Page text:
Cystic Fibrosis is a progressive, genetic disease present from birth throughout life due to a mutation of the CFTR gene. The CFTR gene normally determines the synthesis of a protein named CFTR (Cystic Fibrosis Transmembrane Conductance Regulator), responsible for the regular functionality of many organ secretions. People with Cystic Fibrosis have inherited two copies of the defective CF gene: one copy from each parent.
The alteration of the CFTR gene causes the excessive thickness of the mucus which involves many organs and, in particular, causes persistent lung infections in the lower airways and limits the ability to breathe over time. It obstructs pancreas and prevents pancreatic enzymes from reaching intestines, thereby stopping food from being digested and assimilated. Other organs are affected by the thickening of mucus (intestines, bile ducts, nasal tracts, reproductive system), but it is the effects on the lungs wich are the most dangerous consequence that puts people with  with cystic fibrosis at risk and shortens life itself.

People born with cystic fibrosis have inherited two copies of the mutate CFTR gene, one from their father and one from their mother.The father and mother are called healthy carriers of mutated copy of this gene, which means that the gene is different from the normal one. The presence of only one copy of the mutated gene does not lead to the symptoms of the disease because the defective copy is balanced by the normal copy of the CFTR gene.
Any person who has just one mutated CFTR gene is named a “carrier” or “healthy carrier” (the two terms are synonymous).
In most cases, people who have no symptoms and do not know that they have relatives with this disease in the family, do not know that if they meet another “carrier” they are at risk of giving birth to a baby with cystic fibrosis.
It has been estimated that in Italy there is one healthy carrier of the cystic fibrosis gene for every 30 people, namely 2,000,000 people. This means that about one couple out of 900 has 2 bearers of the disease. At every pregnancy that couple has a 25% chance of giving birth to a sick child, and one baby out of 3,000 is sick. Cystic fibrosis is the most common genetic disease in all populations of European and North American origin. In African and Oriental peoples the carriers of the mutated gene are rarer and therefore the illness is less frequent.

Cystic fibrosis alters many of the secretions in many organs, which become thicker, more dehydrated and insufficiently fluid, thereby damaging these organs. It is the lungs and the pancreas that get particularly compromised. In the lower airways, this situation provides an ideal breeding ground for many microorganisms, and facilitates recurrent respiratory infections with viruses, bacteria, and fungi causing inflammations and serious infections, which then lead to a lack in the ability to breathe. Apart from insufficient breathing capacity, these symptoms burden the pancreas which cannot carry out its normal action of releasing pancreatic enzymes into the intestines: this results in defective food digestion, malabsorption, slow growth in children and poor nutritional status in adults. Over time, progressive pancreatic damage often leads to diabetes. Symptoms may damage the liver, intestines, nostrils and sperm ducts in males. Sweat glands are normally compromised and produce a very salty sweat, which makes the sweat test essential for diagnosis.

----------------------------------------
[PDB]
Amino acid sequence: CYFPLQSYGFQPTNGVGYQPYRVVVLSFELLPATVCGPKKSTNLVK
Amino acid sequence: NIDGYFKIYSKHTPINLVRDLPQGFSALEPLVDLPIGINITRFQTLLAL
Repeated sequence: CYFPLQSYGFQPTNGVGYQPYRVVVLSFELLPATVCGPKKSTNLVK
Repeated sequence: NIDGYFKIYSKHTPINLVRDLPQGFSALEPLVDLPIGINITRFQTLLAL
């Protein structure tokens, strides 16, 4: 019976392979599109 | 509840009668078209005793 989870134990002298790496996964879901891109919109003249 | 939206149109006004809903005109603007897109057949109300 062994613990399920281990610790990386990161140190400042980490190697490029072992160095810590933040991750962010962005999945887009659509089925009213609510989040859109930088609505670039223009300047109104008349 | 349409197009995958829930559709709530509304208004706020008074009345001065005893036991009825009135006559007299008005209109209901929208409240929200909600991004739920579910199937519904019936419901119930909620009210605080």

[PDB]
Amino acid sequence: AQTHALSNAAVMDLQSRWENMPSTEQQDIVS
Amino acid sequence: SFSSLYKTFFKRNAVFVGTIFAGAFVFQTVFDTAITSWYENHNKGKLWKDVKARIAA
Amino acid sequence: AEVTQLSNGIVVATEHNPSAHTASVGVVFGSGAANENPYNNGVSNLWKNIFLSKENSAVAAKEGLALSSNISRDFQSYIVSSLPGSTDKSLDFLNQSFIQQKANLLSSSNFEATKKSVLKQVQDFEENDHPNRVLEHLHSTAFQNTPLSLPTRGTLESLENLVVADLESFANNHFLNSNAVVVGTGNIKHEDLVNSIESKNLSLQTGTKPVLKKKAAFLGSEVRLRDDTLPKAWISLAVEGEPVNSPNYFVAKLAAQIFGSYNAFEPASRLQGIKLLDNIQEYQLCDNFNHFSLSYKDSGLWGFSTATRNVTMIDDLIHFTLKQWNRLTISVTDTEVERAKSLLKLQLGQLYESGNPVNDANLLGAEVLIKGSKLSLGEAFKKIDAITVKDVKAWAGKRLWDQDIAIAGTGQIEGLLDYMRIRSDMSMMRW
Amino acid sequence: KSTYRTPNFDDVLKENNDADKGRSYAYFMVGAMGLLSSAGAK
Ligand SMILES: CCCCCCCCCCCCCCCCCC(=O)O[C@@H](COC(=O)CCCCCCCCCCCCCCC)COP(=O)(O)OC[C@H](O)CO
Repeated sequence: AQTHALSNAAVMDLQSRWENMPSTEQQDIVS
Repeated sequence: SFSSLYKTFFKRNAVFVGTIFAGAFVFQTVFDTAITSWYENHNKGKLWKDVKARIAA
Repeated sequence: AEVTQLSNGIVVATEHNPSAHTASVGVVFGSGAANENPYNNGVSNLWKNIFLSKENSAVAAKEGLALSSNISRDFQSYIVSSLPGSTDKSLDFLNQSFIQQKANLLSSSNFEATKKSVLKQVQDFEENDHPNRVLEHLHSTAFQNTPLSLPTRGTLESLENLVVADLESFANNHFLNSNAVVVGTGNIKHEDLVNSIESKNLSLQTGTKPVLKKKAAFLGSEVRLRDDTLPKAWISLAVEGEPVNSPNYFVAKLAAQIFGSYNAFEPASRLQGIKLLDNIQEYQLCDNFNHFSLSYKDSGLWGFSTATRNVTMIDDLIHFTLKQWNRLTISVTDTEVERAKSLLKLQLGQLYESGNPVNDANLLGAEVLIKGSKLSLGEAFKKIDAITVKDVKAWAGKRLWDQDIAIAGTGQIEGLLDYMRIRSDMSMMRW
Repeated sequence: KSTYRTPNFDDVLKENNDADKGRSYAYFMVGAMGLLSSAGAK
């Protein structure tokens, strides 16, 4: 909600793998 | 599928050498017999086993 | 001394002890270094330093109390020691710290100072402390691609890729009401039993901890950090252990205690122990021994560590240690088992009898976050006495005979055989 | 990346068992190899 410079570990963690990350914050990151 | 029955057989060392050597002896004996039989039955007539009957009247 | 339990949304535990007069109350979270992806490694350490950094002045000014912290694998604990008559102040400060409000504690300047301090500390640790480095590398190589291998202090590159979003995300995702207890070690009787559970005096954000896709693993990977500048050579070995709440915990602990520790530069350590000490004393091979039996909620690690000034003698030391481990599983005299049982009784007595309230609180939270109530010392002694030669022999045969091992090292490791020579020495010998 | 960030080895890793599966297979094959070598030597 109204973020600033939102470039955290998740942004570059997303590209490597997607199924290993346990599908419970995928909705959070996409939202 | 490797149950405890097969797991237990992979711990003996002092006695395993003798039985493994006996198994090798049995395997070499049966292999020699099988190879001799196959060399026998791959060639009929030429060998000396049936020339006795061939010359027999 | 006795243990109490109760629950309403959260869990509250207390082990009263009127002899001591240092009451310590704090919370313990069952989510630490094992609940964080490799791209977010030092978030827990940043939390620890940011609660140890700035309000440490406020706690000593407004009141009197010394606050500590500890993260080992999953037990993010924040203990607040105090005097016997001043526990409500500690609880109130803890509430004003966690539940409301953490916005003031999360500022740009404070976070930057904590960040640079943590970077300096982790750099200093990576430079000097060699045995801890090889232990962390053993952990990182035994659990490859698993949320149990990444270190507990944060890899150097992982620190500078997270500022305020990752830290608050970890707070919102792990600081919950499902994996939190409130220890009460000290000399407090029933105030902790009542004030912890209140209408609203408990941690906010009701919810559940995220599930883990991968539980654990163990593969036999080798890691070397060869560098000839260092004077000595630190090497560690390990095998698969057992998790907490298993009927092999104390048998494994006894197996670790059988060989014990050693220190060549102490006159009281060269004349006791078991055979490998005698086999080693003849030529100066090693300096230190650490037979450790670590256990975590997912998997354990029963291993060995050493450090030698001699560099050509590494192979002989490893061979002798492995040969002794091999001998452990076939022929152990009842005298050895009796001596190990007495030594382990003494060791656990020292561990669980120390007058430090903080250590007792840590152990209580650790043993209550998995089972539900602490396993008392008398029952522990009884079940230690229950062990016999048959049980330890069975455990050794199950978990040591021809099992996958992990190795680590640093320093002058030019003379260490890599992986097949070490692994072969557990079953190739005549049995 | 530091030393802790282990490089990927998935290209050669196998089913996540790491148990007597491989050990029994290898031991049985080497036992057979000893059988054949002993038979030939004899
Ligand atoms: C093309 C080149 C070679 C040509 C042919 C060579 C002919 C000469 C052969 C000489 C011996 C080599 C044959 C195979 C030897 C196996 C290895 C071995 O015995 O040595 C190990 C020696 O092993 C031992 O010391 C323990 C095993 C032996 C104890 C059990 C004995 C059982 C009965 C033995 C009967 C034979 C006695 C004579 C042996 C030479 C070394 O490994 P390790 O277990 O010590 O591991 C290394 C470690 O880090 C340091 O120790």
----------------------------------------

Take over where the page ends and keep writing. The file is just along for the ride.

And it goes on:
Nowadays therapies are directed at mitigating symptoms, preventing complications, and correcting the defect at the basis of cystic fibrosis. There are internationally shared protocols which are adapted to each patient’s age and symptoms. They mostly include antibiotics for lung infections, antibiotic aerosols and secretion-thinning drugs, respiratory physiotherapy, digestive enzymes, high-calorie nutrition, and treatment of complications. A lung transplant may have to be carried out for people with irreversible lung damage.
Thanks to scientific research, therapeutic approaches have emerged that can correct the basic defects of cystic fibrosis. These drugs are called CFTR protein modulators, which are able to improve, and in some cases, even to restore the function and stability of a defective CFTR gene.
At present, there are 4 modulating drugs on the market which are effective on people with certain CFTR mutations. These pharmaceutical therapies are changing the lives of many people suffering from cystic fibrosis, with improvements in clinical and health quality.
Cystic fibrosis is a complex disease; its severity and the types of symptoms can change greatly from person to person. Many factors, such as age at diagnosis and type sof mutations, can affect the course and development of the illness.
The organization of cures and improvements in therapies reflects the evolution in research and it has brought about significant progress since the 1950s, when a child with this disease seldom reached school age. Nowadays, there more adults than children with cystic fibrosis, and they go to school and university, have a job and build a family.
The disease has a heavy impact on quality of life and life expectancy. Statistics suggest an average lifespan that exceeds 40 years: these factors are constantly improving thanks to the progress of research which aims to stop the disease from the very beginning and make the treatments we have now more effective.